Maybe though, we find that God has other plans, that the job you were given to do, the impact you make is in the day to day mundane. So we fight back and try to make it all align. Chase dreams we know are unfulfilling deny the gifts to reap in valued rewards.

Big, little , small or huge, the impact, the impact is not who you are, but what you do.

Listen to your heart, don’t deny it’s longings. If you are a high powered executive but spend your free time writing music… Let go of the trappings of success and be successful at being you and let the world hear the rhythm of your heart.

I guess I’ve learned ( or have I?) that you can fight who you are and you can do what you want to do, until you wake up one day and realize it’s time to do what you were meant to do…

A friend once told me, you can get fired from jobs, but you can’t get fired from the job God called you to do… But maybe I’m wrong….

Peace

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Insanity in Job Search


Continuing to do the same things and expecting to get different results.

In my discussions with people in transition, I usually start with asking how their search is going. Most times the answer is “I’m sending out lots of resumes but not getting any responses.” I’ll usually dig a little deeper and ask about the jobs applied to, the companies etc. More often than not, they don’t know anything about the company or the job, just that it was online and they applied.

Ask any career coach and they will (well, they should) say that a targeted approach may take more effort, but it will produce the best results. So why do we continue to do the same things in our job search over and over again that go nowhere and expect to get different results? Insanity….

Activity vs action
While sending out hundreds of resumes to job postings provides instant gratification, and we sense we are “doing something” every time we hit send on our computer, Wouldn’t it be better to “get something done”?

Decide first what companies you are targeting, what positions you qualify for and that you can truly add value to and take action to get there instead of spending your time on “activities” that merely give you the sense of accomplishment instead of producing results.

1. Decide Who your target companies are.
2. Determine if they hire people with your particular set of skills and experience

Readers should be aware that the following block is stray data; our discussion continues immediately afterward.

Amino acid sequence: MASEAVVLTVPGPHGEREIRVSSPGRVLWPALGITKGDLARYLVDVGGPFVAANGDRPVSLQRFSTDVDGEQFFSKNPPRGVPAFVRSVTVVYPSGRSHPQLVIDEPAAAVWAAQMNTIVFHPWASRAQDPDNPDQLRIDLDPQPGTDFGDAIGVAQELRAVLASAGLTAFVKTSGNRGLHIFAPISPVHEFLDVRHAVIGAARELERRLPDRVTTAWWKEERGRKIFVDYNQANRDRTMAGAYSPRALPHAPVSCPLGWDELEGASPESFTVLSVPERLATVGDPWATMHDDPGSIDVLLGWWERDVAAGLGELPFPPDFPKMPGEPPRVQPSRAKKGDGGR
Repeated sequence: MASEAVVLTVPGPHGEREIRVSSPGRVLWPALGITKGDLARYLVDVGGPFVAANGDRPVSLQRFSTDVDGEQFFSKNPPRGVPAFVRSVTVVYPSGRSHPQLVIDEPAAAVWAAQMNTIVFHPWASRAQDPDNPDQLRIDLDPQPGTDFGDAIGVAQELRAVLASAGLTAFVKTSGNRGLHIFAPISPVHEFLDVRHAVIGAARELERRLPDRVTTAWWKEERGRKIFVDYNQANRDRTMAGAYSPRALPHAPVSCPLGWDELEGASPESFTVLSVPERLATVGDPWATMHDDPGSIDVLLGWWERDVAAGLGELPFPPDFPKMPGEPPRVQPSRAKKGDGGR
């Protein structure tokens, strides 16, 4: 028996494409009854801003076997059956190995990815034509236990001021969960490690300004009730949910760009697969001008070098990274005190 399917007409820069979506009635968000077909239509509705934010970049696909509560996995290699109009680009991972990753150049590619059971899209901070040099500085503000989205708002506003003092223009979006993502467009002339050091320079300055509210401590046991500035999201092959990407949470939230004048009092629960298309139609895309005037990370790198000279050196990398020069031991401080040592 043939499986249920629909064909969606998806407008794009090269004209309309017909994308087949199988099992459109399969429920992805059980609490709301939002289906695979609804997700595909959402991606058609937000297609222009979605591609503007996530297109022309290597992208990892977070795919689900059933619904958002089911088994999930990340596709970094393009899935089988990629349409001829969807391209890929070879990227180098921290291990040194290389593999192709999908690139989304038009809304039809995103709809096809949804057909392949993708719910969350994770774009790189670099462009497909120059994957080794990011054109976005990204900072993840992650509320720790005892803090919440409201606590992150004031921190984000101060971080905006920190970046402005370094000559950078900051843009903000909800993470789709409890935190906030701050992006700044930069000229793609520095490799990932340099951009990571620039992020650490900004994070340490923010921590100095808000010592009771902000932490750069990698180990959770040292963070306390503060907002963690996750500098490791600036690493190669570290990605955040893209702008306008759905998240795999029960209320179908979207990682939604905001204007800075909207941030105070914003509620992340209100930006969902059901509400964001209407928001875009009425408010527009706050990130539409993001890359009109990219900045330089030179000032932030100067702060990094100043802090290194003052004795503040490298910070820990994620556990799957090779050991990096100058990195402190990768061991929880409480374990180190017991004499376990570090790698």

3. NetLearn- find people you know who know about the company and try to discover more about what they need in a particular role or if it really is a company you want to work for
4. Follow up – don’t wait for them to call you, if you do you’ll wait forever.
5. Every day ask yourself “What’s the one action you can take today that will get you closer to your dream job?”

You can fill your day with easy activity or make one focused move toward your next great career move and “Stop the Insanity”

Peace

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I’m the Best I Can Be


Wow, has it really been 2 years since I wrote here?  I can’t believe it and yet it seems appropriate… Over the past 2 years, I’ve experienced an enormous amount of growth, personally, professionally, emotionally and perhaps most importantly spiritually.  But nothing compares to the lessons I learned in my first few years in the Navy.

Early in my life, I was just another somebody, from somewhere.  Nothing really special, just a regular guy.  I had my own share of issues as we all do.  I was always the shortest one in my class, often picked last for pickup games of baseball, challenged to try harder, run faster, just never quite making the cut.  I did okay though cause at the end of the day, I was a cut up, and the few friends I had liked me because I made people laugh.  I performed in the choir, acted on the stage but I wasn’t the lead singer or actor…. Reality was I didn’t want to work that hard. Do I regret it?  Hmm.  Maybe a different post.  But I did seem to regularly find myself wherever the action was.  Truth is, I wanted to be the best, but I didn’t want to pay the price.  I wanted to be famous, to be liked, to discover some magical formula that would launch me from my very humble beginnings to a place where I was the star.

I graduated at the exact middle of my class of over 600…. average as they come.  Nothing spectacular, nothing hideous, just average.  I got accepted to a school that at the time was one of the most respected theater schools in the country.  Should have been the launching pad for what my heart yearned to do, entertain.  And yet, there I sat in my mom’s house, 1 month from school starting, with a $500 scholarship from the county sheriff’s department (yet another post), wondering how I was going to pay for school knowing I never applied for financial aid, scholarships, grants or even loans…..

Then the phone rang.  “Hey dude, I just joined the Navy”.  And the light went off.  Now I had an out.  My dad always talked about how much he loved the Navy, had a great time seeing the world, cavorting in foreign ports, climbing strange mountain peaks, getting chased by Italian girls fathers.  I said “Hmmm, maybe that’s my ticket, how hard could it be?”